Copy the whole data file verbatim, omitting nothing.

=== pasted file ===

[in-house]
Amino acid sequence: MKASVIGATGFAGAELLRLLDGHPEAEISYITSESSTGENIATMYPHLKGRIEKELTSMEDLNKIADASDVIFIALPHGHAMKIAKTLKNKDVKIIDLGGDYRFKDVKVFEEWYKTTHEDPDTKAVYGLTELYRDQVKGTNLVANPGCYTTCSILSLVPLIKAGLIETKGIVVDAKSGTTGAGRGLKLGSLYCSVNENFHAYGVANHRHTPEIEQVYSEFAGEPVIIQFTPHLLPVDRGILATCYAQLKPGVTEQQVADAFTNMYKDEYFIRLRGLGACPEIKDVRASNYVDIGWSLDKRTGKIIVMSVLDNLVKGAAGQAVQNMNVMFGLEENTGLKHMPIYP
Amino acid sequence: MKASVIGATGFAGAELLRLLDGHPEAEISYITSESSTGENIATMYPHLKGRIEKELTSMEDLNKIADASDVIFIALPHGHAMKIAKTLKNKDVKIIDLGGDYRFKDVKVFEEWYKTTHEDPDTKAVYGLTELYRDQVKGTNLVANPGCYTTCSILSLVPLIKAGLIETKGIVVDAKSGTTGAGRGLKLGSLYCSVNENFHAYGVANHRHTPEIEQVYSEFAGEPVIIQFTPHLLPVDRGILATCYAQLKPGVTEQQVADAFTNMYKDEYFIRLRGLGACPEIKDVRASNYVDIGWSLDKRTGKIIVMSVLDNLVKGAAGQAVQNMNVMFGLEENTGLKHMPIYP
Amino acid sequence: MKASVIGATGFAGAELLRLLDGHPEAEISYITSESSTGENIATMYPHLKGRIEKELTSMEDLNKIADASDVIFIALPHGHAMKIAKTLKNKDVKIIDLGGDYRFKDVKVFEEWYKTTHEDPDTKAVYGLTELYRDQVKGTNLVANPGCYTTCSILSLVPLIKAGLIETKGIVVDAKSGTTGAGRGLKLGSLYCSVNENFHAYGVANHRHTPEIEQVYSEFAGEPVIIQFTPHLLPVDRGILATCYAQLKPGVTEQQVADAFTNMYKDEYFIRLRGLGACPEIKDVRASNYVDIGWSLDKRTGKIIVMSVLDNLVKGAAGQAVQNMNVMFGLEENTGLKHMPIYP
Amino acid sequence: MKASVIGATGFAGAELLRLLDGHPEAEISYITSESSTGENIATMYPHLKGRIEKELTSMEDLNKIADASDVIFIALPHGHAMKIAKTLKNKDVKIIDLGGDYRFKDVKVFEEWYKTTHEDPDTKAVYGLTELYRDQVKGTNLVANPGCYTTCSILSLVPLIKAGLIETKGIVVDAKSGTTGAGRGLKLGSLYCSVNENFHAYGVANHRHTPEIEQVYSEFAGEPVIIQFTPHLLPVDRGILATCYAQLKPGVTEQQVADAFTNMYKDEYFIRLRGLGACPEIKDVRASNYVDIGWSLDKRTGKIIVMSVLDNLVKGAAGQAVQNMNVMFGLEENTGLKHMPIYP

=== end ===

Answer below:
[in-house]
Amino acid sequence: MKASVIGATGFAGAELLRLLDGHPEAEISYITSESSTGENIATMYPHLKGRIEKELTSMEDLNKIADASDVIFIALPHGHAMKIAKTLKNKDVKIIDLGGDYRFKDVKVFEEWYKTTHEDPDTKAVYGLTELYRDQVKGTNLVANPGCYTTCSILSLVPLIKAGLIETKGIVVDAKSGTTGAGRGLKLGSLYCSVNENFHAYGVANHRHTPEIEQVYSEFAGEPVIIQFTPHLLPVDRGILATCYAQLKPGVTEQQVADAFTNMYKDEYFIRLRGLGACPEIKDVRASNYVDIGWSLDKRTGKIIVMSVLDNLVKGAAGQAVQNMNVMFGLEENTGLKHMPIYP
Amino acid sequence: MKASVIGATGFAGAELLRLLDGHPEAEISYITSESSTGENIATMYPHLKGRIEKELTSMEDLNKIADASDVIFIALPHGHAMKIAKTLKNKDVKIIDLGGDYRFKDVKVFEEWYKTTHEDPDTKAVYGLTELYRDQVKGTNLVANPGCYTTCSILSLVPLIKAGLIETKGIVVDAKSGTTGAGRGLKLGSLYCSVNENFHAYGVANHRHTPEIEQVYSEFAGEPVIIQFTPHLLPVDRGILATCYAQLKPGVTEQQVADAFTNMYKDEYFIRLRGLGACPEIKDVRASNYVDIGWSLDKRTGKIIVMSVLDNLVKGAAGQAVQNMNVMFGLEENTGLKHMPIYP
Amino acid sequence: MKASVIGATGFAGAELLRLLDGHPEAEISYITSESSTGENIATMYPHLKGRIEKELTSMEDLNKIADASDVIFIALPHGHAMKIAKTLKNKDVKIIDLGGDYRFKDVKVFEEWYKTTHEDPDTKAVYGLTELYRDQVKGTNLVANPGCYTTCSILSLVPLIKAGLIETKGIVVDAKSGTTGAGRGLKLGSLYCSVNENFHAYGVANHRHTPEIEQVYSEFAGEPVIIQFTPHLLPVDRGILATCYAQLKPGVTEQQVADAFTNMYKDEYFIRLRGLGACPEIKDVRASNYVDIGWSLDKRTGKIIVMSVLDNLVKGAAGQAVQNMNVMFGLEENTGLKHMPIYP
Amino acid sequence: MKASVIGATGFAGAELLRLLDGHPEAEISYITSESSTGENIATMYPHLKGRIEKELTSMEDLNKIADASDVIFIALPHGHAMKIAKTLKNKDVKIIDLGGDYRFKDVKVFEEWYKTTHEDPDTKAVYGLTELYRDQVKGTNLVANPGCYTTCSILSLVPLIKAGLIETKGIVVDAKSGTTGAGRGLKLGSLYCSVNENFHAYGVANHRHTPEIEQVYSEFAGEPVIIQFTPHLLPVDRGILATCYAQLKPGVTEQQVADAFTNMYKDEYFIRLRGLGACPEIKDVRASNYVDIGWSLDKRTGKIIVMSVLDNLVKGAAGQAVQNMNVMFGLEENTGLKHMPIYP